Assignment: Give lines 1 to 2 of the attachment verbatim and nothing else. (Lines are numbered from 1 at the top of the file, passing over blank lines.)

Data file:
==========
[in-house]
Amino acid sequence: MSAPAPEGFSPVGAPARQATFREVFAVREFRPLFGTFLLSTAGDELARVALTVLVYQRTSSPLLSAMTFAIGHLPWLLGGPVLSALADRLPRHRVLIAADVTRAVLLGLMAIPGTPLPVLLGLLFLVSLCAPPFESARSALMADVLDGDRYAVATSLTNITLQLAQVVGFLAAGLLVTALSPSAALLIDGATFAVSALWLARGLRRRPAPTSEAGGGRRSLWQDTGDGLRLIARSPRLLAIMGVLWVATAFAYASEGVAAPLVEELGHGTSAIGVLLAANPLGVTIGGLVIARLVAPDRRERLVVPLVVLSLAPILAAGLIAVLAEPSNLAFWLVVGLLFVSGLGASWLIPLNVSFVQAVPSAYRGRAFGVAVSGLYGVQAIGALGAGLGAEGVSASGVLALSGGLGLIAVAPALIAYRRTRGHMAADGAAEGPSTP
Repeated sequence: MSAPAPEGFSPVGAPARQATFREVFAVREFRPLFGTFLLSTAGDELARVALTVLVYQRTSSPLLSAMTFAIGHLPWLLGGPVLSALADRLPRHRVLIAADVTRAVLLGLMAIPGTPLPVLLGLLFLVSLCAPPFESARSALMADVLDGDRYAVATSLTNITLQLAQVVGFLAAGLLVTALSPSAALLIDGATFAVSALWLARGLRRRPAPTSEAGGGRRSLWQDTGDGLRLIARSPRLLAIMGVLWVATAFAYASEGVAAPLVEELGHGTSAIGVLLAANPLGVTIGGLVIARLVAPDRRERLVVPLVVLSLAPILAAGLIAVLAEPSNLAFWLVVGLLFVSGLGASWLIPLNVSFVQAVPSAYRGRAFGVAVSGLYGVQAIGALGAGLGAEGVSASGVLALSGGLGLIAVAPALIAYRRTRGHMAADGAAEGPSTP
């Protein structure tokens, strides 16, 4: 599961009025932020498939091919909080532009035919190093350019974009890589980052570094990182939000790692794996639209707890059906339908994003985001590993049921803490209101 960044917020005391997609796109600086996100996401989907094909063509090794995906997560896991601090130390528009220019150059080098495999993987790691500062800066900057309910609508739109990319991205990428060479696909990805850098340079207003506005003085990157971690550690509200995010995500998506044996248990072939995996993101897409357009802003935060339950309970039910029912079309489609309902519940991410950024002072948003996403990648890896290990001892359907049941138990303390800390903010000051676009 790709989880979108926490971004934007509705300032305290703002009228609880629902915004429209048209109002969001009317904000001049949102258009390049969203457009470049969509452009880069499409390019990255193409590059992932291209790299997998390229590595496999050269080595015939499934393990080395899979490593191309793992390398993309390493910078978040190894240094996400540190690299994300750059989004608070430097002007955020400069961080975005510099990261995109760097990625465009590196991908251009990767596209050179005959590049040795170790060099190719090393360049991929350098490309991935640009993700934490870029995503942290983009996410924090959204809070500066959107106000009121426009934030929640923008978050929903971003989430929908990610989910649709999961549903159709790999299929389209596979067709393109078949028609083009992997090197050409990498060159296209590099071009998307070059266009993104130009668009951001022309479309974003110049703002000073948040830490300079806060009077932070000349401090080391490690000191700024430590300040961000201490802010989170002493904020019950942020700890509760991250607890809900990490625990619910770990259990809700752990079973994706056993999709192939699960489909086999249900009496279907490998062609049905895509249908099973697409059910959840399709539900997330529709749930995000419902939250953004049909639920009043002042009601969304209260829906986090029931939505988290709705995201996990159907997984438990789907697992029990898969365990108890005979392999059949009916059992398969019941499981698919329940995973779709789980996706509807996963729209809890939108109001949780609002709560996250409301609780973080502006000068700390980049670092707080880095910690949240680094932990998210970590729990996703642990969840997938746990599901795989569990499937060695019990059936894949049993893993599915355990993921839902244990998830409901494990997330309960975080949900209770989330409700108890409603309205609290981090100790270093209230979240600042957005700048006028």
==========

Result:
[in-house]
Amino acid sequence: MSAPAPEGFSPVGAPARQATFREVFAVREFRPLFGTFLLSTAGDELARVALTVLVYQRTSSPLLSAMTFAIGHLPWLLGGPVLSALADRLPRHRVLIAADVTRAVLLGLMAIPGTPLPVLLGLLFLVSLCAPPFESARSALMADVLDGDRYAVATSLTNITLQLAQVVGFLAAGLLVTALSPSAALLIDGATFAVSALWLARGLRRRPAPTSEAGGGRRSLWQDTGDGLRLIARSPRLLAIMGVLWVATAFAYASEGVAAPLVEELGHGTSAIGVLLAANPLGVTIGGLVIARLVAPDRRERLVVPLVVLSLAPILAAGLIAVLAEPSNLAFWLVVGLLFVSGLGASWLIPLNVSFVQAVPSAYRGRAFGVAVSGLYGVQAIGALGAGLGAEGVSASGVLALSGGLGLIAVAPALIAYRRTRGHMAADGAAEGPSTP